- Super is money set aside by an individual for retirement while he/she is still working.
- It can also be used to get insurance covers such as a death cover or Income protection insurance.
- If you are 65 or above, then you can easily access your super money without any restrictions, despite being an employed person.
When it comes to retirement planning, the most common and relatively safe vehicle in Australia is superannuation or simply super. But what is super?
Super refers to the money set aside by an individual while he/she is working, in order to accumulate a decent corpus of money to live off after retirement. To be more precise, an employer (or an individual oneself if self-employed), directs a set percentage of salary to his/her nominated super account on a regular basis, often monthly.
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This money is then further invested by the super fund manager with an aim to earn a decent return, which eventually helps grow and compound retirement savings. The super fund invests in a wide range of assets.
How Super works?
Generally, the moment you start working either as an employee or self-employed person, earning a minimum of AU$450 or more a month, you’ll be setting some part of it for your super with a fund like AustralianSuper. Your savings grow month-on-month because your employer contributes a compulsory sum of money on your behalf into your super account. This sum, called the Superannuation Guarantee, which is currently 9.5% of your salary income before tax.
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However, you can contribute more money towards your super by choosing the option that works best for you. For example, you have an option to choose whether you want to contribute pre-tax income or post-tax income. When you start your super account, generally it invests in relatively low-risk assets, however, you do get an option to choose another investment option based on your risk appetite.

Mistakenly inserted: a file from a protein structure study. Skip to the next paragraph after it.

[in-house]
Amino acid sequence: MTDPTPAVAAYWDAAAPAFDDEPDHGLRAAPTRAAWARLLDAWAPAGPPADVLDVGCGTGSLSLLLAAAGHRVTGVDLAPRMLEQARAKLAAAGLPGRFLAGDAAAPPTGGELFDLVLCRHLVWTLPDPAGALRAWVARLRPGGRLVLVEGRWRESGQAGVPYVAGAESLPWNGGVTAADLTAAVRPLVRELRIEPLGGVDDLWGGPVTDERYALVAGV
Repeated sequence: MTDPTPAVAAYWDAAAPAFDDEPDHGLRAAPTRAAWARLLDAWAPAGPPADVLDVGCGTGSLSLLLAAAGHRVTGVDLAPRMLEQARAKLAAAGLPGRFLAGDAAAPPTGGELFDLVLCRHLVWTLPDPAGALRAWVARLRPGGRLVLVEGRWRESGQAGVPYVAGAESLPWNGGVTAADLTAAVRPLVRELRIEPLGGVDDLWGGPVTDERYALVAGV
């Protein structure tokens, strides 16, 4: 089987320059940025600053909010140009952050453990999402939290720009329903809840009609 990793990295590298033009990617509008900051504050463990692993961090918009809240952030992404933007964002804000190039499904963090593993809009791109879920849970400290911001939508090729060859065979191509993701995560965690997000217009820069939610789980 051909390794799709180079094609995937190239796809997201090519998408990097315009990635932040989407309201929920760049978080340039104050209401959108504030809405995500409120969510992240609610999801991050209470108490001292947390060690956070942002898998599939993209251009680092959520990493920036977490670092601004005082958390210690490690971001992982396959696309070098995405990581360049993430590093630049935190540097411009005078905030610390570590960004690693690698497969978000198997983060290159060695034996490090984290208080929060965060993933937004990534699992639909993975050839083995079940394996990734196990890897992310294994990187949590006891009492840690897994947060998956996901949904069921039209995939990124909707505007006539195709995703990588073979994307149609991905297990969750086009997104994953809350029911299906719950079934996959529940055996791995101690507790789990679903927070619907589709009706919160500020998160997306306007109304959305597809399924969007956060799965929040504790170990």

Besides saving for retirement, your super account can incorporate different types of insurance covers as well, which can be accessed during times of sickness or injuries. The covers include total & permanent disablement income protection and death.
What are the insurance options through super?
There are primarily three types of insurance covers that you can take advantage of.
- Income protection Insurance
Income protection insurance helps maintain the lifestyle or standard of living of an individual. The cover pays a weekly benefit to the beneficiary if he/she is unable to work due to serious illness or injury.
Typically, income protection covers offer to protect one-third of your income, however, some super funds, such as QSuper, offer up to 87.75%. The payments generally cover a period of two years to give ample time to the beneficiary to recover.
- Total and permanent disability (TPD) cover
Total and permanent disability (TPD) cover is designed to pay a lump sum of amount if a permanent illness or injury leaves an individual unable to ever work again. This is beneficial, particularly to cover their out-of-pocket medical expenses, and other necessity expenses such as home or transport modifications, to take care of their dependents or to support their ongoing financial needs.
- Death cover
As the name suggests, it is no different than a life insurance and pays the full amount in a lump sum to one’s beneficiaries in the unfortunate event of one’s demise. It can be used to cover living expenses for one’s dependents, pay off existing debts, or provide the financial support to their family.
When can you access your super money?
Although, super is a compulsory, long-term investment and for many Australians, it could be a become a primary source of their retirement income, accessing your super money has certain rules which guide an individual as to when and how much of the super savings can be accessed.
If you are 65 or above, then you can easily access all of your super money without any restrictions. This applies even though you are still working at or beyond this age. It you are between 60 to 64, then you can only access your super as long as you are retired. However, if you're not yet retired, you could only draw some of your total savings while you’re still working. This is done by opening a Transition to Retirement Income account.
But what if after retiring, you decide to go back to work? If you get retired at or after the age of 60, you’ll be able to access your super. But if you decide to go back to work again, then you have to wait for your new employment to end before you can access any of your leftover money or new contributions during the working period.